which shows that the individual is totally helplessness in prob-
lematic situation. 2) Control style that reflects inner-outer con-
trol in problematic situations. 3) Creative style which shows
planning and considering various solutions. 4) Confidence style
that believes the individual can solve the problem. 5) Avoid-
ance style that reflects ignoring and rejecting the problem rather
than facing it. 6) Approach style that shows positive attitude
towards problems and tendency to face them.
Studies that result in designing and finding a norm are in-
dicative of the fact that this measure is a useful, valid and reli-
able instrument to evaluate problem-solving methods (Moham-
madi, 1997). Mohammadi and Sahebi (2001) reported the reli-
ability of this instrument using Cronbach’s alpha coefficient
that equaled 0.66. In a study conducted by Babapoor Kheyrodin
and Ezhey (2002) alpha coefficient was equal to 0.77. On the
other hand, with considering the reliability index as validity
coefficient (validity coefficient equals the second root of reli-
ability coefficient) then validity coefficient is 87% (Babapoor
kheyrodin & Ezhey, 2002).
Table 1 shows means of posttests (which are modified after
controlling the effect size of pretest) and standard deviation for
problem-solving styles. Regarding research hypothesis and
research method which was pretest-posttest experimental de-
sign with control group, to analyze the data analysis of covari-
ance test (ANCOVA) was used. Table 2 shows the results of
analysis of covariance.
The results of analysis of covariance on the effect of 4 meth-
ods of group therapies that was accompanied with teaching
problem-solving skills on improving problem-solving skills of
Table 1.
Estimated marginal means and Standard Deviation of Pro b lem solving styles.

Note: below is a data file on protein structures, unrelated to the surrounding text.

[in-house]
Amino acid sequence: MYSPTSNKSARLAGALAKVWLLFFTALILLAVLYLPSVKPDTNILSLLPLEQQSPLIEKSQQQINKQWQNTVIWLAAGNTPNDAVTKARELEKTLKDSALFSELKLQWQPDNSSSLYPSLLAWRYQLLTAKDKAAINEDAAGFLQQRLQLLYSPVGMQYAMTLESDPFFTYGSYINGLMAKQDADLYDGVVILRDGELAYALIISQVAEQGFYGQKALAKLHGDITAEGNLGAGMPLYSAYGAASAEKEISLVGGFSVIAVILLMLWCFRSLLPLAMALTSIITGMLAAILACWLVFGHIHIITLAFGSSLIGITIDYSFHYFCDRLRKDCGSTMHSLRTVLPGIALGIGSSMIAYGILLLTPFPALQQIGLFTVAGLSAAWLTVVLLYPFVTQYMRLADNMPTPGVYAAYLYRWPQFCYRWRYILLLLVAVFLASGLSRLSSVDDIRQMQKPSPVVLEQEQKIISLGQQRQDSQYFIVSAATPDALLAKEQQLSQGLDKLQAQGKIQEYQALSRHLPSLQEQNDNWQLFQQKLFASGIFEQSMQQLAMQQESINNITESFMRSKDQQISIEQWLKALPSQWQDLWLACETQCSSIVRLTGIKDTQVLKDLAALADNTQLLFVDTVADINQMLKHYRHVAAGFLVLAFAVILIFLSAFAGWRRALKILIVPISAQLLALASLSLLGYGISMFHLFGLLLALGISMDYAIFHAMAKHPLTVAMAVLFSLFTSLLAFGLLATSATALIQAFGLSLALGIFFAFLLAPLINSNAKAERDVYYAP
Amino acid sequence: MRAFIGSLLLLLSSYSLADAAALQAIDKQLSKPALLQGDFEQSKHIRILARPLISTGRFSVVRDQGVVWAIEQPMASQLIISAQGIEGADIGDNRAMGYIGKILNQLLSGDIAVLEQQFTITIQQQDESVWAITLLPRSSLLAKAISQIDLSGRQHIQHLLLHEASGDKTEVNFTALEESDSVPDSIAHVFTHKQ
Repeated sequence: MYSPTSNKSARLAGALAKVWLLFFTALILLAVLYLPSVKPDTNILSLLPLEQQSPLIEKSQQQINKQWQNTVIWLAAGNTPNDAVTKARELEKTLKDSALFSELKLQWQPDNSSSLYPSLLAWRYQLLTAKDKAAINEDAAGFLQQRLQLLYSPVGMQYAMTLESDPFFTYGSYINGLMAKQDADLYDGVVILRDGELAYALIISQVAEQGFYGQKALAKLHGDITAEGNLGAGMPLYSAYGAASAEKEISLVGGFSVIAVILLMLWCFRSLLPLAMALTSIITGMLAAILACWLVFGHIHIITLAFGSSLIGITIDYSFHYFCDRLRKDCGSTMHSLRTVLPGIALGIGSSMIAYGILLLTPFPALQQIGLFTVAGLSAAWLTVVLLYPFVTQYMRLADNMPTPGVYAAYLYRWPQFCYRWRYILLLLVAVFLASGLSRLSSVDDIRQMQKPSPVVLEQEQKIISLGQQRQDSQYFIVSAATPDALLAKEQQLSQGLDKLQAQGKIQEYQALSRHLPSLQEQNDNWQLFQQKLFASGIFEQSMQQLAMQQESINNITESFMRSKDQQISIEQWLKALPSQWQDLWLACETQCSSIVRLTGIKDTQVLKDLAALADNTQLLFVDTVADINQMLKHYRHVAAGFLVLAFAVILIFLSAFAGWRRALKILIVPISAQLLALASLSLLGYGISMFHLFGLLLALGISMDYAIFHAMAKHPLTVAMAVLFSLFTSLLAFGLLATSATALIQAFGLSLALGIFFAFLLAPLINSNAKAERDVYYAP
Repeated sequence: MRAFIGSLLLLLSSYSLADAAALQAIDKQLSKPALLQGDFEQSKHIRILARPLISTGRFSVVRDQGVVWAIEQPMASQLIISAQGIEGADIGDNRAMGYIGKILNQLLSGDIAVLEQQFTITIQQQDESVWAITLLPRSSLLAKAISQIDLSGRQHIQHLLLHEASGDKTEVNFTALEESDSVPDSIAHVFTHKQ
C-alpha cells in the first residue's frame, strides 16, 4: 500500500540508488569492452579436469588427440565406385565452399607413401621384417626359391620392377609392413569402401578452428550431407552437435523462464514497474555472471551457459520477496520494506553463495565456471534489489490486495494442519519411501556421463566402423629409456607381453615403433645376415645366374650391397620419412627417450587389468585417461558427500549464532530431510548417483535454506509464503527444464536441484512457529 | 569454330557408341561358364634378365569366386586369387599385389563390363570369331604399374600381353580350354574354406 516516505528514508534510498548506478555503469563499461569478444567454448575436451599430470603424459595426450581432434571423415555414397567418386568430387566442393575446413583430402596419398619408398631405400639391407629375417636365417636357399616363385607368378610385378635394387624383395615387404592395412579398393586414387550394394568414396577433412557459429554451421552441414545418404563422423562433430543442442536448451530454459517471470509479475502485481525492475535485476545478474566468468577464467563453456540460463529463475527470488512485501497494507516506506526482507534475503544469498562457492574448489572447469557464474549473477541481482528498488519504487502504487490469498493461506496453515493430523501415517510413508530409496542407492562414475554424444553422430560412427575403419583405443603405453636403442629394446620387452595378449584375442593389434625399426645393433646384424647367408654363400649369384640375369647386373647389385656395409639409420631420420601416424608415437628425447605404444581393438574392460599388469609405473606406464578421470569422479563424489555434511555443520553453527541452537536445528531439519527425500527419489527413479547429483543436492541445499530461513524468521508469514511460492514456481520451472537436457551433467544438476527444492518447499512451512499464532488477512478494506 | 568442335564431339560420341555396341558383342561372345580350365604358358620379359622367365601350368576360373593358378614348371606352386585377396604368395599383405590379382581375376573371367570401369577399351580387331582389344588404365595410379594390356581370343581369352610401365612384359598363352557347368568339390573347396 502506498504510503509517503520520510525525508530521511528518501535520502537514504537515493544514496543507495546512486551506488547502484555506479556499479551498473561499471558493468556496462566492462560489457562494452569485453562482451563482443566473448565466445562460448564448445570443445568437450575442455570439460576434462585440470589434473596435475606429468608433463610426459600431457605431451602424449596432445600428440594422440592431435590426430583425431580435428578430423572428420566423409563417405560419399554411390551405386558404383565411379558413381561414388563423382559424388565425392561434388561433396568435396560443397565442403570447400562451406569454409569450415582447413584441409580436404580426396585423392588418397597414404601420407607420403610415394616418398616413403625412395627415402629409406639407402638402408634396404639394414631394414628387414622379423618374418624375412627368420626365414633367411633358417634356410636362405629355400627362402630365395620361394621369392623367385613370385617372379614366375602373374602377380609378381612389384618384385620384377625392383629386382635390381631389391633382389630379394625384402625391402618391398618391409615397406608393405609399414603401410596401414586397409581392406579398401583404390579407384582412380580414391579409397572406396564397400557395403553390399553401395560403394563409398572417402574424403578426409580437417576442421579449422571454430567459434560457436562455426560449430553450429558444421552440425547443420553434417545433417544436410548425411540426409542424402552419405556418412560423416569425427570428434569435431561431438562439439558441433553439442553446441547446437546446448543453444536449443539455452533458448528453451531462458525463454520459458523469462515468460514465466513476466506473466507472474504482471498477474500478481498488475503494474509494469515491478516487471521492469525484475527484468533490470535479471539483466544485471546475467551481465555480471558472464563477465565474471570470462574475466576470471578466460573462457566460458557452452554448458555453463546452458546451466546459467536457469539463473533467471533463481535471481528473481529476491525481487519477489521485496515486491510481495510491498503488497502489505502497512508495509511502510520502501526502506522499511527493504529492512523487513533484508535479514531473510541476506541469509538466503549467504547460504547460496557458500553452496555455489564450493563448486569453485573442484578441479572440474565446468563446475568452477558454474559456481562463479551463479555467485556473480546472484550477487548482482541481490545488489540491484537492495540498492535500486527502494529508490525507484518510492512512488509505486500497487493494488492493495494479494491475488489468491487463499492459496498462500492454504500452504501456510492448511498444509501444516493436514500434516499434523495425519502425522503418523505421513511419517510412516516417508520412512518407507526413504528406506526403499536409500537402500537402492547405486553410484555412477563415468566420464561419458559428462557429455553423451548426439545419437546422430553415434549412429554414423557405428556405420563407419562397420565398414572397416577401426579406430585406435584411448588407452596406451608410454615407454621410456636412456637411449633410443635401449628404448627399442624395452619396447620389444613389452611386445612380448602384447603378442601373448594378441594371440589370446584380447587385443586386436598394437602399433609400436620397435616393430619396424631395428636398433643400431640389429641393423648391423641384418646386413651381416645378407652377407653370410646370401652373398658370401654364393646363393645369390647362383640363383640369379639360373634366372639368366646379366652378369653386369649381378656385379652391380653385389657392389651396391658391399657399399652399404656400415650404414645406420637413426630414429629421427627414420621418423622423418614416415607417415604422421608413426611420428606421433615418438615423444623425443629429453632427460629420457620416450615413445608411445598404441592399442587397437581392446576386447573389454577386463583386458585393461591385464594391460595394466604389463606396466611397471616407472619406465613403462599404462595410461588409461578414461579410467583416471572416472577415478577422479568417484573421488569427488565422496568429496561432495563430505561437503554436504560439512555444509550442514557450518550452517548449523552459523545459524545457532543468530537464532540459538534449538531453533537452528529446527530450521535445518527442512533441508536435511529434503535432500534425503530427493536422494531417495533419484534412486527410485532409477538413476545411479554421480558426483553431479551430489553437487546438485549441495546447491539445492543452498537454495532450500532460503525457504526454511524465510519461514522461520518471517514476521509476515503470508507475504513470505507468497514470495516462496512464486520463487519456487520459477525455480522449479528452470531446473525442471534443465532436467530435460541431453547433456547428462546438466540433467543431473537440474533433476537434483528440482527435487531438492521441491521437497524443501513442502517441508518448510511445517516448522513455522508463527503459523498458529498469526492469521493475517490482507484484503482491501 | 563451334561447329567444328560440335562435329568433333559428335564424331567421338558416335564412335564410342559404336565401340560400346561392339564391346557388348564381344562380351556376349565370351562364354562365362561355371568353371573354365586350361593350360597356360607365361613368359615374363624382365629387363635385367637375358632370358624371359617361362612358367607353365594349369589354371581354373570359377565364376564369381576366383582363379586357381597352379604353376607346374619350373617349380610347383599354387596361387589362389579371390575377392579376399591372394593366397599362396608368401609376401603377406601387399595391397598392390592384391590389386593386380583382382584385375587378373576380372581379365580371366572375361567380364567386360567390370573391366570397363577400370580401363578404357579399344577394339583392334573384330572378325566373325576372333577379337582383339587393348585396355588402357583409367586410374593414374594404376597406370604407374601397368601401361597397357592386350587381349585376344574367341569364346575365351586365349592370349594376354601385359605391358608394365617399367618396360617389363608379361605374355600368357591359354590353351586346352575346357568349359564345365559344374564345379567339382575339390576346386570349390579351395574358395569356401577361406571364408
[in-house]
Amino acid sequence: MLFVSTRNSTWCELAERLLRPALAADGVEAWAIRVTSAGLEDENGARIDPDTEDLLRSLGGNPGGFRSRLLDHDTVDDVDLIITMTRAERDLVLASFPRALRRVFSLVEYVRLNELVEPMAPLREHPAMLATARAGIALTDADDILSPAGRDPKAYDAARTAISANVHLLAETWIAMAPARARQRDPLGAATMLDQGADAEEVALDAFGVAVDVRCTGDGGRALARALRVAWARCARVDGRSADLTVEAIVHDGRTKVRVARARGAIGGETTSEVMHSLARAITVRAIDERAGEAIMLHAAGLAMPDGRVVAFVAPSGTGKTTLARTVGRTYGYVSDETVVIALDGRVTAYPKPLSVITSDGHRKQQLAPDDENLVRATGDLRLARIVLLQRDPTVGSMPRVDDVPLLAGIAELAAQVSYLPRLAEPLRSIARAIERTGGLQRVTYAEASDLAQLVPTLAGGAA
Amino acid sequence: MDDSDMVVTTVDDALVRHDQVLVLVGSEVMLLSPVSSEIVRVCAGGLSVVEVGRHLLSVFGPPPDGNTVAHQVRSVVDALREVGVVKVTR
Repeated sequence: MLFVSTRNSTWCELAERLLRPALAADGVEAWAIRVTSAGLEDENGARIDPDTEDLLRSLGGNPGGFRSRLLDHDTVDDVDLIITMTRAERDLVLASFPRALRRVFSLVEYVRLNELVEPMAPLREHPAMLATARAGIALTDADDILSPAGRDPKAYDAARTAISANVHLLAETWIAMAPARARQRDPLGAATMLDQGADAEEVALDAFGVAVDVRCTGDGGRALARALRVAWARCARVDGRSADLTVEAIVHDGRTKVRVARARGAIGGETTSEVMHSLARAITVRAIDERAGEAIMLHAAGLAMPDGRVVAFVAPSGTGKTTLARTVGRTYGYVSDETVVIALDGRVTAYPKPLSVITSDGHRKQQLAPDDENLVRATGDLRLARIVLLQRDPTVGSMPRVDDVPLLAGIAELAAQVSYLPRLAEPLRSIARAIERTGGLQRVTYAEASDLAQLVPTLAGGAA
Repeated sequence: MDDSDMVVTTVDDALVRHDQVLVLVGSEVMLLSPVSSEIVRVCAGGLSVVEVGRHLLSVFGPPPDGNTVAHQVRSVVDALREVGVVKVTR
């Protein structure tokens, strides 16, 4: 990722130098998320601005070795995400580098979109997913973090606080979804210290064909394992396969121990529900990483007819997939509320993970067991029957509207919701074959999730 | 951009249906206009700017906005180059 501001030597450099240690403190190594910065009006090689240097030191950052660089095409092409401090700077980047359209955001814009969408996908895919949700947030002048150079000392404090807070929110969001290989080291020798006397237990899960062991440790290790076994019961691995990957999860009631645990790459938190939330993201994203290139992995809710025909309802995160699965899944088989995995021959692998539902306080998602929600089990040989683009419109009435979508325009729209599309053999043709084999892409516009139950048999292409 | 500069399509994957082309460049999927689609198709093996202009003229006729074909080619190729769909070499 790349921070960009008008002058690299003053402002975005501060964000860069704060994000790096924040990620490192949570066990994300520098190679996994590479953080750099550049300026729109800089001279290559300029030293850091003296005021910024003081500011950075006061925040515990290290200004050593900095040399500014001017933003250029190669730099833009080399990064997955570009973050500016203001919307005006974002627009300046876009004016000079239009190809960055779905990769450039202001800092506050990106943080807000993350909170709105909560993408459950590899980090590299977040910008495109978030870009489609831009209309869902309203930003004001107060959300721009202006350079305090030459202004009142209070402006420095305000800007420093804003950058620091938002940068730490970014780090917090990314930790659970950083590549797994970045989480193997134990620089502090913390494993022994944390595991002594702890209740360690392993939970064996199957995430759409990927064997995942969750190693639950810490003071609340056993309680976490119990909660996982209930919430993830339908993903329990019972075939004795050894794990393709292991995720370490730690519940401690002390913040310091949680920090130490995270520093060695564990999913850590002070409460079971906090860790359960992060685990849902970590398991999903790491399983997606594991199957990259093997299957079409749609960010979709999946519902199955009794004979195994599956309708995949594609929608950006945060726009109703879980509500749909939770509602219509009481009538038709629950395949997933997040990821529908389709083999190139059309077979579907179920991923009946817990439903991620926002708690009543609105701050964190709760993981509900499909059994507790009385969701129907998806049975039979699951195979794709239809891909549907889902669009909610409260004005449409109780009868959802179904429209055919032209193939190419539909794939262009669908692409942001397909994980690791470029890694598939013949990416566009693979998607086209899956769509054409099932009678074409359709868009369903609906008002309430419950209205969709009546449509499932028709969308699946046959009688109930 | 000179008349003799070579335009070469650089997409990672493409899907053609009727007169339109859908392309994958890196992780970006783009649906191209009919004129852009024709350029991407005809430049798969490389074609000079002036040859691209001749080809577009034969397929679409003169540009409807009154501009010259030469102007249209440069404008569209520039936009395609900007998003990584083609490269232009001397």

group Approach Avoidance Confidence Creativity Control Helplessness
M* 3.99 2.04 3.71 3.76 3.33 1.26
SD** .15 .26 .21 .15 .175 .28
M 3.91 1.56 3.12 3.52 2.74 1.97
SD .13 .28 .21 .15 .17 .29
M 3.70 2.61 3.50 3.71 3.54 .61
SD .13 .26 .21 .15 .17 .28
M 3.78 1.72 3.43 3.93 3.70 .59
SD .13 .27 .21 .15 .17 .28
M 2.91 1.75 1.86 1.93 2.00 .59
SD .13 .27 .21 .15 .17 .28
*Mean; **Standard Deviation.
Table 2.
Analysis of Covariance to contr o l for the effect size of pre test.
Adjusted R2
Observed Power Partial Eta Squaredp F Mean Square df Source Variables
.993 .257 <.000 20.41 4.23 1 Pretest
2.26 4 Group .46
1.000 .425 <.000 10.92
.21 59 Error
.989 .241 <.000 18.76 16.78 1 Pretest
2.21 4 Group .30
.671 .144 .054 2.48
.89 59 Error
.925 .168 .001 11.93 6.78 1 Pretest
5.76 4 Group .42
1.000 .407 <.000 10.13
.57 59 Error
.992 .252 <.000 19.85 5.81 1 Pretest
8.62 4 Group .66
1.000 .666 <.000 29.46
.29 59 Error
.997 .282 <.000 23.22 9.08 1 Pretest
6.32 4 Group .57
1.000 .523 <.000 16.15
.39 59 Error
.904 .158 .002 11.03 10.91 1 Pretest
4.34 4 Group .21
.916 .230 .004 4.40
.99 59 Error
Table 3.
Pairwise comparisons by Bonfe r r o n i post hoc test.
(I) group (J) group Helplessness Control Creative Confidence Avoidance Approach
MD** (I-J) MD (I-J) MD (I-J) MD (I-J) MD (I-J) MD (I-J)
Integrated .71 .60 .24 .05 .476 .076
Existential .65 .20 .052 .33 .570 .286
Transactional .66 .37 .16 -.26 .318 .190
Control .68 1.33* 1.84* 1.31* .285 1.07*
Existential 1.36* .80* .19 .38 1.046 .211
Transactional 1.37* .96* .41 .31 .157 .114